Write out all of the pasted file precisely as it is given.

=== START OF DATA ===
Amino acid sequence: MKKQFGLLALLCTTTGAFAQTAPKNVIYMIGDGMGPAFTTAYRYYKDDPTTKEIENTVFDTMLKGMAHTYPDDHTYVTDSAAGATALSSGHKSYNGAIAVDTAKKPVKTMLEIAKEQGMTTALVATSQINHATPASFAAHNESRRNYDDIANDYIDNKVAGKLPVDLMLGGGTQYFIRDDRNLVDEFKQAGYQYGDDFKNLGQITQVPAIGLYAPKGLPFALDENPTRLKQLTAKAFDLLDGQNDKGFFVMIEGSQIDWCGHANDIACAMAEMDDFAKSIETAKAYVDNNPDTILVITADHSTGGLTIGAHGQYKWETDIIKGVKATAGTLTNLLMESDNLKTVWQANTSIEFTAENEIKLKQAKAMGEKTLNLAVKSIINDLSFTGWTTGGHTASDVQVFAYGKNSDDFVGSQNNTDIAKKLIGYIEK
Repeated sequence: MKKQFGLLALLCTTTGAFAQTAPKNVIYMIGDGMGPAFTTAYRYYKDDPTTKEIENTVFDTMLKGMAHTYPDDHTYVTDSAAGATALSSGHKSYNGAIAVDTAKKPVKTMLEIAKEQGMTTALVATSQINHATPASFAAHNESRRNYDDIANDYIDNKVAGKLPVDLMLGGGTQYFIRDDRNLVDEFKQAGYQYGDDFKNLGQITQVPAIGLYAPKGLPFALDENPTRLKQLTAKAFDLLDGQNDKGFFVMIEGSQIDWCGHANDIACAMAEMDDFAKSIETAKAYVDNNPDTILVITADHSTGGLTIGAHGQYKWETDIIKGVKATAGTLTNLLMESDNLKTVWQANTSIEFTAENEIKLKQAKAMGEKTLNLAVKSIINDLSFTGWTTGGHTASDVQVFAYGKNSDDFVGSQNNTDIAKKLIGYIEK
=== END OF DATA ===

Amino acid sequence: MKKQFGLLALLCTTTGAFAQTAPKNVIYMIGDGMGPAFTTAYRYYKDDPTTKEIENTVFDTMLKGMAHTYPDDHTYVTDSAAGATALSSGHKSYNGAIAVDTAKKPVKTMLEIAKEQGMTTALVATSQINHATPASFAAHNESRRNYDDIANDYIDNKVAGKLPVDLMLGGGTQYFIRDDRNLVDEFKQAGYQYGDDFKNLGQITQVPAIGLYAPKGLPFALDENPTRLKQLTAKAFDLLDGQNDKGFFVMIEGSQIDWCGHANDIACAMAEMDDFAKSIETAKAYVDNNPDTILVITADHSTGGLTIGAHGQYKWETDIIKGVKATAGTLTNLLMESDNLKTVWQANTSIEFTAENEIKLKQAKAMGEKTLNLAVKSIINDLSFTGWTTGGHTASDVQVFAYGKNSDDFVGSQNNTDIAKKLIGYIEK
Repeated sequence: MKKQFGLLALLCTTTGAFAQTAPKNVIYMIGDGMGPAFTTAYRYYKDDPTTKEIENTVFDTMLKGMAHTYPDDHTYVTDSAAGATALSSGHKSYNGAIAVDTAKKPVKTMLEIAKEQGMTTALVATSQINHATPASFAAHNESRRNYDDIANDYIDNKVAGKLPVDLMLGGGTQYFIRDDRNLVDEFKQAGYQYGDDFKNLGQITQVPAIGLYAPKGLPFALDENPTRLKQLTAKAFDLLDGQNDKGFFVMIEGSQIDWCGHANDIACAMAEMDDFAKSIETAKAYVDNNPDTILVITADHSTGGLTIGAHGQYKWETDIIKGVKATAGTLTNLLMESDNLKTVWQANTSIEFTAENEIKLKQAKAMGEKTLNLAVKSIINDLSFTGWTTGGHTASDVQVFAYGKNSDDFVGSQNNTDIAKKLIGYIEK